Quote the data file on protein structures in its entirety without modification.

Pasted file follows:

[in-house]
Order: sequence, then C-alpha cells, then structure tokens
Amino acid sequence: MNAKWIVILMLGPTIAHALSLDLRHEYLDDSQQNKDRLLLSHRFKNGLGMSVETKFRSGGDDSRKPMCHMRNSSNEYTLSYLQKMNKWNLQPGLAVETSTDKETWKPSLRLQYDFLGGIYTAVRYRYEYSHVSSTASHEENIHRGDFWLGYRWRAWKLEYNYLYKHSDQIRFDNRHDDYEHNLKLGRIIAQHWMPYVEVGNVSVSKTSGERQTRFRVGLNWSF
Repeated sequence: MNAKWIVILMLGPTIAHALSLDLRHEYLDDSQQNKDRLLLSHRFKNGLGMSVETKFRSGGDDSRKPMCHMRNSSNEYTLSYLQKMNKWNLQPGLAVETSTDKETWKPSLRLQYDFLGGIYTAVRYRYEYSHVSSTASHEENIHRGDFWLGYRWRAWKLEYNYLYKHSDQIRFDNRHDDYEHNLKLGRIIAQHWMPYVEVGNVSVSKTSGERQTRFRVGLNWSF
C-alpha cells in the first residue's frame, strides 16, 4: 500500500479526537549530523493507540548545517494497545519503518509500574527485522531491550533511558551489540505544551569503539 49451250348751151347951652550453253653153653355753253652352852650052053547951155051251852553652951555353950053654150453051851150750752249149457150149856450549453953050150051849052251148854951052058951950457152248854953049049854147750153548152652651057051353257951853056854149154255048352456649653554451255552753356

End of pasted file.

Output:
[in-house]
Order: sequence, then C-alpha cells, then structure tokens
Amino acid sequence: MNAKWIVILMLGPTIAHALSLDLRHEYLDDSQQNKDRLLLSHRFKNGLGMSVETKFRSGGDDSRKPMCHMRNSSNEYTLSYLQKMNKWNLQPGLAVETSTDKETWKPSLRLQYDFLGGIYTAVRYRYEYSHVSSTASHEENIHRGDFWLGYRWRAWKLEYNYLYKHSDQIRFDNRHDDYEHNLKLGRIIAQHWMPYVEVGNVSVSKTSGERQTRFRVGLNWSF
Repeated sequence: MNAKWIVILMLGPTIAHALSLDLRHEYLDDSQQNKDRLLLSHRFKNGLGMSVETKFRSGGDDSRKPMCHMRNSSNEYTLSYLQKMNKWNLQPGLAVETSTDKETWKPSLRLQYDFLGGIYTAVRYRYEYSHVSSTASHEENIHRGDFWLGYRWRAWKLEYNYLYKHSDQIRFDNRHDDYEHNLKLGRIIAQHWMPYVEVGNVSVSKTSGERQTRFRVGLNWSF
C-alpha cells in the first residue's frame, strides 16, 4: 500500500479526537549530523493507540548545517494497545519503518509500574527485522531491550533511558551489540505544551569503539 49451250348751151347951652550453253653153653355753253652352852650052053547951155051251852553652951555353950053654150453051851150750752249149457150149856450549453953050150051849052251148854951052058951950457152248854953049049854147750153548152652651057051353257951853056854149154255048352456649653554451255552753356